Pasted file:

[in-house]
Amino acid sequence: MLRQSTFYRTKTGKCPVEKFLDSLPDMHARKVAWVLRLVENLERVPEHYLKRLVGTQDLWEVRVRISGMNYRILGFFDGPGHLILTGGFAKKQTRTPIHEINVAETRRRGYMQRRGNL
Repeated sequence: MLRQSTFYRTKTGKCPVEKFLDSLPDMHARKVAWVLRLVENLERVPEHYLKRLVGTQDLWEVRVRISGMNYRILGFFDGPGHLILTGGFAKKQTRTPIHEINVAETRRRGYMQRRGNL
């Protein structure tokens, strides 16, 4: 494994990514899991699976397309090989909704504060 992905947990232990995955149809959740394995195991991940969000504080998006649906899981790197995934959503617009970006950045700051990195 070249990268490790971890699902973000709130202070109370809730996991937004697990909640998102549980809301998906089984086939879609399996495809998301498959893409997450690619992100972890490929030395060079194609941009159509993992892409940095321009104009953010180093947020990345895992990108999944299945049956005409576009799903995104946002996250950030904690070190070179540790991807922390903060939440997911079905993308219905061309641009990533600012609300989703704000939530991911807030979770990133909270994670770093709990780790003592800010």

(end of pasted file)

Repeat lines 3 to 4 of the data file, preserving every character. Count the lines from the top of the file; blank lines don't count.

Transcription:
Repeated sequence: MLRQSTFYRTKTGKCPVEKFLDSLPDMHARKVAWVLRLVENLERVPEHYLKRLVGTQDLWEVRVRISGMNYRILGFFDGPGHLILTGGFAKKQTRTPIHEINVAETRRRGYMQRRGNL
């Protein structure tokens, strides 16, 4: 494994990514899991699976397309090989909704504060 992905947990232990995955149809959740394995195991991940969000504080998006649906899981790197995934959503617009970006950045700051990195 070249990268490790971890699902973000709130202070109370809730996991937004697990909640998102549980809301998906089984086939879609399996495809998301498959893409997450690619992100972890490929030395060079194609941009159509993992892409940095321009104009953010180093947020990345895992990108999944299945049956005409576009799903995104946002996250950030904690070190070179540790991807922390903060939440997911079905993308219905061309641009990533600012609300989703704000939530991911807030979770990133909270994670770093709990780790003592800010």